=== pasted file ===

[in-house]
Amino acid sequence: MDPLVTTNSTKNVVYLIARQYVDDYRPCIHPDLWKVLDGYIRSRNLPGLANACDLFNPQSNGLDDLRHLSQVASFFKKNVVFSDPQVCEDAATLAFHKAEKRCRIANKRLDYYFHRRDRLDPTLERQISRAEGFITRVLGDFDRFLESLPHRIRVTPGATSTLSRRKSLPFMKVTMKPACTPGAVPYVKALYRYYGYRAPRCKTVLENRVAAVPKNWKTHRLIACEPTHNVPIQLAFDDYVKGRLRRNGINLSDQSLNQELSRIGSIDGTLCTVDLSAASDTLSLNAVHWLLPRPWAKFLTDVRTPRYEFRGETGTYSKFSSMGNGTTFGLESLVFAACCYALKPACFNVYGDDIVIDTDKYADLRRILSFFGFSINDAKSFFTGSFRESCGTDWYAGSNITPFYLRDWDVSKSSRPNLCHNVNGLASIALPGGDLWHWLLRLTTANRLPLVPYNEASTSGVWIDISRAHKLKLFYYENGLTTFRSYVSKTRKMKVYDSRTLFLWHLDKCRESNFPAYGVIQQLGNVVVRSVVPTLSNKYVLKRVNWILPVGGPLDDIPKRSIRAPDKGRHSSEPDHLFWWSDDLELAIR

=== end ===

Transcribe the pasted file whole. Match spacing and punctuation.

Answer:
[in-house]
Amino acid sequence: MDPLVTTNSTKNVVYLIARQYVDDYRPCIHPDLWKVLDGYIRSRNLPGLANACDLFNPQSNGLDDLRHLSQVASFFKKNVVFSDPQVCEDAATLAFHKAEKRCRIANKRLDYYFHRRDRLDPTLERQISRAEGFITRVLGDFDRFLESLPHRIRVTPGATSTLSRRKSLPFMKVTMKPACTPGAVPYVKALYRYYGYRAPRCKTVLENRVAAVPKNWKTHRLIACEPTHNVPIQLAFDDYVKGRLRRNGINLSDQSLNQELSRIGSIDGTLCTVDLSAASDTLSLNAVHWLLPRPWAKFLTDVRTPRYEFRGETGTYSKFSSMGNGTTFGLESLVFAACCYALKPACFNVYGDDIVIDTDKYADLRRILSFFGFSINDAKSFFTGSFRESCGTDWYAGSNITPFYLRDWDVSKSSRPNLCHNVNGLASIALPGGDLWHWLLRLTTANRLPLVPYNEASTSGVWIDISRAHKLKLFYYENGLTTFRSYVSKTRKMKVYDSRTLFLWHLDKCRESNFPAYGVIQQLGNVVVRSVVPTLSNKYVLKRVNWILPVGGPLDDIPKRSIRAPDKGRHSSEPDHLFWWSDDLELAIR